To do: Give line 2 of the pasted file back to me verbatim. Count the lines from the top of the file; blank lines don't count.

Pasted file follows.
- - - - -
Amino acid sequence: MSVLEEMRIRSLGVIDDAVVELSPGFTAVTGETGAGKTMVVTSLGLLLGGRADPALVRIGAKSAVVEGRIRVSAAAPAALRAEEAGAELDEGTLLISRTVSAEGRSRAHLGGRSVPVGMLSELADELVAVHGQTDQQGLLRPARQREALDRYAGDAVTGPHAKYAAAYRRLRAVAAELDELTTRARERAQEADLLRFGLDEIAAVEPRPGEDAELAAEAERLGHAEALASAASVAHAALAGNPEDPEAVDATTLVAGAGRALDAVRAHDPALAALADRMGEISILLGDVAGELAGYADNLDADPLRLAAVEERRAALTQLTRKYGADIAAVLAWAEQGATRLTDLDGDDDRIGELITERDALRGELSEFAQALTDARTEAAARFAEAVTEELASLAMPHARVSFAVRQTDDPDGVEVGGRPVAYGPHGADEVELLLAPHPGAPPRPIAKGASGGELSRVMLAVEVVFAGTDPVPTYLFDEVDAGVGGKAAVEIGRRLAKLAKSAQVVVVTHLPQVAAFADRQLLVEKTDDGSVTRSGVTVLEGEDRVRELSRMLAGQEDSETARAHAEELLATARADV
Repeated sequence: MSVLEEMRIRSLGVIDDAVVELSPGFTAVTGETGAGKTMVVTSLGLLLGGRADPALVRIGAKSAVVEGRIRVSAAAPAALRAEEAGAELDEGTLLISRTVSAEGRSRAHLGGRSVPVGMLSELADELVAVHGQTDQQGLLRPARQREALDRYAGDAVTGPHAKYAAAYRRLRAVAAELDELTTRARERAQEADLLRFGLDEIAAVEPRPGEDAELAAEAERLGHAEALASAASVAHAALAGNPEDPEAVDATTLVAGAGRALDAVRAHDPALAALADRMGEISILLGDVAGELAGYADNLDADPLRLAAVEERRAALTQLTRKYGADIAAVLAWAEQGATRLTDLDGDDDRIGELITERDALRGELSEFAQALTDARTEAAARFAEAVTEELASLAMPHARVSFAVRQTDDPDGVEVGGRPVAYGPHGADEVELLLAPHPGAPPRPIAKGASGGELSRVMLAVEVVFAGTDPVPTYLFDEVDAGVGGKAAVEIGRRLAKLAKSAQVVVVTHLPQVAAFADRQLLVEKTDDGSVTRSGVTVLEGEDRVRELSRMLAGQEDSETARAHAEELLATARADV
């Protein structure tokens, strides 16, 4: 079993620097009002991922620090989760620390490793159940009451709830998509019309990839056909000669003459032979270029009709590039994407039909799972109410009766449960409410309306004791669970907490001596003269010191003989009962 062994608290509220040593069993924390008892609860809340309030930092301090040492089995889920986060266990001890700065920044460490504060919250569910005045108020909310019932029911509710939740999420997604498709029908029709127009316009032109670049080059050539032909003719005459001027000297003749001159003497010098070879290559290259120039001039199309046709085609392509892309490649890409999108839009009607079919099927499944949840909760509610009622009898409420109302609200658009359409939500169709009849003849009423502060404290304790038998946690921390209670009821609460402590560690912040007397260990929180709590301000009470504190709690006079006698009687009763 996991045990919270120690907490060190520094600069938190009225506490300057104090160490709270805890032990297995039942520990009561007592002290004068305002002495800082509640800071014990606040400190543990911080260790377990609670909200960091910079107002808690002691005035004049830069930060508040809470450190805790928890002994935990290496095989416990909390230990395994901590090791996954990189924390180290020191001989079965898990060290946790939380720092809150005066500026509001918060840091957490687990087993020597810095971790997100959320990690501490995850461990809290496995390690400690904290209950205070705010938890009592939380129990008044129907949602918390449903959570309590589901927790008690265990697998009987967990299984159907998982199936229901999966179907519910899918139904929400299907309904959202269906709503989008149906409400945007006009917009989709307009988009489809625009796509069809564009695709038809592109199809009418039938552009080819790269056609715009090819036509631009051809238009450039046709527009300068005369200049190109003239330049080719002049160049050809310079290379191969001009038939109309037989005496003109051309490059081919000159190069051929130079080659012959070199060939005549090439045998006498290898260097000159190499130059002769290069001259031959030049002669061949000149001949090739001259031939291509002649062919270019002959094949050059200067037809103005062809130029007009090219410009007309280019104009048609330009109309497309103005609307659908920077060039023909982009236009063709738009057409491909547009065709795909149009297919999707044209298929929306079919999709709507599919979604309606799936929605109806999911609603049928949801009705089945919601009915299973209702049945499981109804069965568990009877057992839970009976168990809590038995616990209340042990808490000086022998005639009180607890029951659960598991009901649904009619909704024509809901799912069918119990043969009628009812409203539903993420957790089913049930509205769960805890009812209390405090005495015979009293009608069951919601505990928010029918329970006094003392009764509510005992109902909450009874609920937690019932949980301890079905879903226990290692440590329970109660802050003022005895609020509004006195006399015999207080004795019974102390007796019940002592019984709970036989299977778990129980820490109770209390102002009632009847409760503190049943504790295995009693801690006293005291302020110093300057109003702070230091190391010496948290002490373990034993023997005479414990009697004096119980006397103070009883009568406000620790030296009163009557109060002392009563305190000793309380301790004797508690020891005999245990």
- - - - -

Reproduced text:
Repeated sequence: MSVLEEMRIRSLGVIDDAVVELSPGFTAVTGETGAGKTMVVTSLGLLLGGRADPALVRIGAKSAVVEGRIRVSAAAPAALRAEEAGAELDEGTLLISRTVSAEGRSRAHLGGRSVPVGMLSELADELVAVHGQTDQQGLLRPARQREALDRYAGDAVTGPHAKYAAAYRRLRAVAAELDELTTRARERAQEADLLRFGLDEIAAVEPRPGEDAELAAEAERLGHAEALASAASVAHAALAGNPEDPEAVDATTLVAGAGRALDAVRAHDPALAALADRMGEISILLGDVAGELAGYADNLDADPLRLAAVEERRAALTQLTRKYGADIAAVLAWAEQGATRLTDLDGDDDRIGELITERDALRGELSEFAQALTDARTEAAARFAEAVTEELASLAMPHARVSFAVRQTDDPDGVEVGGRPVAYGPHGADEVELLLAPHPGAPPRPIAKGASGGELSRVMLAVEVVFAGTDPVPTYLFDEVDAGVGGKAAVEIGRRLAKLAKSAQVVVVTHLPQVAAFADRQLLVEKTDDGSVTRSGVTVLEGEDRVRELSRMLAGQEDSETARAHAEELLATARADV